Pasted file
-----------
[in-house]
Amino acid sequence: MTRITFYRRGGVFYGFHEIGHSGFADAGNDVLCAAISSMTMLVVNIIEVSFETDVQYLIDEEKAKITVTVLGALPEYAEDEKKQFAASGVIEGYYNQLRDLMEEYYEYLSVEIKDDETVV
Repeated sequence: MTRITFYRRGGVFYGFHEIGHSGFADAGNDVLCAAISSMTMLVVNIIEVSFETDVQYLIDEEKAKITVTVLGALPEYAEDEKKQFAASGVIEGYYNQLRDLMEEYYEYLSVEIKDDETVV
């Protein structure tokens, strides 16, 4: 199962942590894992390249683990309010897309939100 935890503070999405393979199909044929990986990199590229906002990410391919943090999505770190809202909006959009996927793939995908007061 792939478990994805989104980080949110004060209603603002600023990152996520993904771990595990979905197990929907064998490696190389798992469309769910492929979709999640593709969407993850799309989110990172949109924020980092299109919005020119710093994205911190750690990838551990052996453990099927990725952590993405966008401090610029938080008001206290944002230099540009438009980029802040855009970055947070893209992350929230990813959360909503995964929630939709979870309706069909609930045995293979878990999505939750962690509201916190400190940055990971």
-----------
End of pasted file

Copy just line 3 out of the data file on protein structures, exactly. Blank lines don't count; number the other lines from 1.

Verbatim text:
Repeated sequence: MTRITFYRRGGVFYGFHEIGHSGFADAGNDVLCAAISSMTMLVVNIIEVSFETDVQYLIDEEKAKITVTVLGALPEYAEDEKKQFAASGVIEGYYNQLRDLMEEYYEYLSVEIKDDETVV